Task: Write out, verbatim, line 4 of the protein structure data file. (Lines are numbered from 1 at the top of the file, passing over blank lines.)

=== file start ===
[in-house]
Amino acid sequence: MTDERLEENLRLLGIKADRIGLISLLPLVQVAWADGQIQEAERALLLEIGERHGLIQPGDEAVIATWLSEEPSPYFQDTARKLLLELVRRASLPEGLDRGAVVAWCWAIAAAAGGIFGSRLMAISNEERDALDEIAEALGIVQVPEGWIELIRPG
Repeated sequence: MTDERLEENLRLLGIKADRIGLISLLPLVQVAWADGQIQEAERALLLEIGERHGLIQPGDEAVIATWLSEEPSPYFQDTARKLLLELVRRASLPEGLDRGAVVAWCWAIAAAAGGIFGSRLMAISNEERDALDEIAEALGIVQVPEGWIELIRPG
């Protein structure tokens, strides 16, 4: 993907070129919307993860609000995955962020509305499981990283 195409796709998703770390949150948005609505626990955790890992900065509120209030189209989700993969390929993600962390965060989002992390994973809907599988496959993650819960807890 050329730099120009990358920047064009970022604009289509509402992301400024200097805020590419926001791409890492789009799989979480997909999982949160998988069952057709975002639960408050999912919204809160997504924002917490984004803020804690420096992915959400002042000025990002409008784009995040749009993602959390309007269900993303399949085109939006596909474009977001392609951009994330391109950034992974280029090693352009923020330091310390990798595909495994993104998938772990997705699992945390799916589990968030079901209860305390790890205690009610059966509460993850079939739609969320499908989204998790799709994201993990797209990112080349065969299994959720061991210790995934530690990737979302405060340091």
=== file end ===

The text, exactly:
């Protein structure tokens, strides 16, 4: 993907070129919307993860609000995955962020509305499981990283 195409796709998703770390949150948005609505626990955790890992900065509120209030189209989700993969390929993600962390965060989002992390994973809907599988496959993650819960807890 050329730099120009990358920047064009970022604009289509509402992301400024200097805020590419926001791409890492789009799989979480997909999982949160998988069952057709975002639960408050999912919204809160997504924002917490984004803020804690420096992915959400002042000025990002409008784009995040749009993602959390309007269900993303399949085109939006596909474009977001392609951009994330391109950034992974280029090693352009923020330091310390990798595909495994993104998938772990997705699992945390799916589990968030079901209860305390790890205690009610059966509460993850079939739609969320499908989204998790799709994201993990797209990112080349065969299994959720061991210790995934530690990737979302405060340091």